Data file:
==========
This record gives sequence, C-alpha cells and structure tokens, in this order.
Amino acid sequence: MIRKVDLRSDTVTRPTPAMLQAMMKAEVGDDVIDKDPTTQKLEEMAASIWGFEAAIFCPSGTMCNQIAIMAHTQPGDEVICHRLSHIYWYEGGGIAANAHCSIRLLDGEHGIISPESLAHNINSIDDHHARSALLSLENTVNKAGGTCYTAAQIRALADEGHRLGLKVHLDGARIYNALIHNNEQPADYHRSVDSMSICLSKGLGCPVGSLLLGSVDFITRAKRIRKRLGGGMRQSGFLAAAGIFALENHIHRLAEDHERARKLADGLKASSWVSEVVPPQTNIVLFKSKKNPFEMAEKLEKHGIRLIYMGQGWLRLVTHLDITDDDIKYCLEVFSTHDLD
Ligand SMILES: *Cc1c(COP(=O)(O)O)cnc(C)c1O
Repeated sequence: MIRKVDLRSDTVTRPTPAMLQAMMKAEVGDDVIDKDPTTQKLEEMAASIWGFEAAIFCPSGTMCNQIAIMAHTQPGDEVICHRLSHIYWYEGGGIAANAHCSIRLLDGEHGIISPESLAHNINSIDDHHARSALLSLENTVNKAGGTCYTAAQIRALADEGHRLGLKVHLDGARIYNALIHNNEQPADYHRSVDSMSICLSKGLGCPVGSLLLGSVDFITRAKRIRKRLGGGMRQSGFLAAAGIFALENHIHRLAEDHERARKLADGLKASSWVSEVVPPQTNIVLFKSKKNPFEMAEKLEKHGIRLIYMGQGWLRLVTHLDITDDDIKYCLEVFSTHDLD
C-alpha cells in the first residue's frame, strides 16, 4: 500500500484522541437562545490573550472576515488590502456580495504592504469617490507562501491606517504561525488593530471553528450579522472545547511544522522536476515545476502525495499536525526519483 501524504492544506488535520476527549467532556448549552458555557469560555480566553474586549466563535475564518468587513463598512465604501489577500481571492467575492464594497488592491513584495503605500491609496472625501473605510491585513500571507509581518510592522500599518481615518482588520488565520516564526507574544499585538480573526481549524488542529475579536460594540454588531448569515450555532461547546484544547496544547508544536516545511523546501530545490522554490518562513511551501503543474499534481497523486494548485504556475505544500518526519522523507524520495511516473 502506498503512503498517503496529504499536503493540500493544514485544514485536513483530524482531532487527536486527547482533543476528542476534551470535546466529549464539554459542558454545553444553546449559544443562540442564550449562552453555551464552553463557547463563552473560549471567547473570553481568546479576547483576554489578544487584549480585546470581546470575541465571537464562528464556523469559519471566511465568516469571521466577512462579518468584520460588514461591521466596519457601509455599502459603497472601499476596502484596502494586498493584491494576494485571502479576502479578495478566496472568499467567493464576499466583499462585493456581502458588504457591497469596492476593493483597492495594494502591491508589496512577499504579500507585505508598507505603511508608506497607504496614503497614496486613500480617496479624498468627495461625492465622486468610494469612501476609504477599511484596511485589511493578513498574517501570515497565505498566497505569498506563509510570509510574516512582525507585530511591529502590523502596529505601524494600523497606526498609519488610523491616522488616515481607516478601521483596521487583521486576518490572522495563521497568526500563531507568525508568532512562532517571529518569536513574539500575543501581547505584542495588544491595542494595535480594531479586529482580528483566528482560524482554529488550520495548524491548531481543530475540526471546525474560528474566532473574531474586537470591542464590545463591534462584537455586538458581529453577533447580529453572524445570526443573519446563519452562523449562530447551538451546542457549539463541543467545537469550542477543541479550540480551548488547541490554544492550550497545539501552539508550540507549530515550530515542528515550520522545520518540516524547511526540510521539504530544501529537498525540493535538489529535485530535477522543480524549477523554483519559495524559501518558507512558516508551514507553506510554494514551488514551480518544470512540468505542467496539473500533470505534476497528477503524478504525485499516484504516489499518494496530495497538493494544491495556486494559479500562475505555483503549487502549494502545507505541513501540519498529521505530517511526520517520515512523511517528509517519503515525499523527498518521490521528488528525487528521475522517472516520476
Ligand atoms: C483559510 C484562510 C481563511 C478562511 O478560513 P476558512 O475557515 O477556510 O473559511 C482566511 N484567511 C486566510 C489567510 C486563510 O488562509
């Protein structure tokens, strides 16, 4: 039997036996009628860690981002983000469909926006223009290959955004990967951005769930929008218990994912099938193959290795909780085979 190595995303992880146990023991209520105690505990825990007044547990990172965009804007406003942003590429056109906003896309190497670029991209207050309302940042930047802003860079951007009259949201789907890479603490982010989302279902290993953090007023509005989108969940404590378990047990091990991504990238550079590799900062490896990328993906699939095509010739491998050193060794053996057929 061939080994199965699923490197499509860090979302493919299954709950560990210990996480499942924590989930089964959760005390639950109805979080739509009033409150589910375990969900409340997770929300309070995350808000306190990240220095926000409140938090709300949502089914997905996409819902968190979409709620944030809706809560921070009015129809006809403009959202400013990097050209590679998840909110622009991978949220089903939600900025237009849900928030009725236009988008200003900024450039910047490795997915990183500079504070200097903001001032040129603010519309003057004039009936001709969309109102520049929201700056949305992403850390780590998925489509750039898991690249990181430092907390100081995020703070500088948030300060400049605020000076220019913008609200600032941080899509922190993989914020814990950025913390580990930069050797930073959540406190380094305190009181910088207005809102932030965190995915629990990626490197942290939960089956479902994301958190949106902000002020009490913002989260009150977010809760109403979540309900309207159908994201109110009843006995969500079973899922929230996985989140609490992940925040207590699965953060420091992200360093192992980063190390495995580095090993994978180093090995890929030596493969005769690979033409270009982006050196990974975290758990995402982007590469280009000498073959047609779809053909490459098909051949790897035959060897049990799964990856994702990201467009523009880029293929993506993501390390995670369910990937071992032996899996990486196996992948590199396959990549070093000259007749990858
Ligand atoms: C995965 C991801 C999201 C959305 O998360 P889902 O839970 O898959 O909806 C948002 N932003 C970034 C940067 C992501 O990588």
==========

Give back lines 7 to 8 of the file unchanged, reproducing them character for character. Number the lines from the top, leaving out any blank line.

């Protein structure tokens, strides 16, 4: 039997036996009628860690981002983000469909926006223009290959955004990967951005769930929008218990994912099938193959290795909780085979 190595995303992880146990023991209520105690505990825990007044547990990172965009804007406003942003590429056109906003896309190497670029991209207050309302940042930047802003860079951007009259949201789907890479603490982010989302279902290993953090007023509005989108969940404590378990047990091990991504990238550079590799900062490896990328993906699939095509010739491998050193060794053996057929 061939080994199965699923490197499509860090979302493919299954709950560990210990996480499942924590989930089964959760005390639950109805979080739509009033409150589910375990969900409340997770929300309070995350808000306190990240220095926000409140938090709300949502089914997905996409819902968190979409709620944030809706809560921070009015129809006809403009959202400013990097050209590679998840909110622009991978949220089903939600900025237009849900928030009725236009988008200003900024450039910047490795997915990183500079504070200097903001001032040129603010519309003057004039009936001709969309109102520049929201700056949305992403850390780590998925489509750039898991690249990181430092907390100081995020703070500088948030300060400049605020000076220019913008609200600032941080899509922190993989914020814990950025913390580990930069050797930073959540406190380094305190009181910088207005809102932030965190995915629990990626490197942290939960089956479902994301958190949106902000002020009490913002989260009150977010809760109403979540309900309207159908994201109110009843006995969500079973899922929230996985989140609490992940925040207590699965953060420091992200360093192992980063190390495995580095090993994978180093090995890929030596493969005769690979033409270009982006050196990974975290758990995402982007590469280009000498073959047609779809053909490459098909051949790897035959060897049990799964990856994702990201467009523009880029293929993506993501390390995670369910990937071992032996899996990486196996992948590199396959990549070093000259007749990858
Ligand atoms: C995965 C991801 C999201 C959305 O998360 P889902 O839970 O898959 O909806 C948002 N932003 C970034 C940067 C992501 O990588």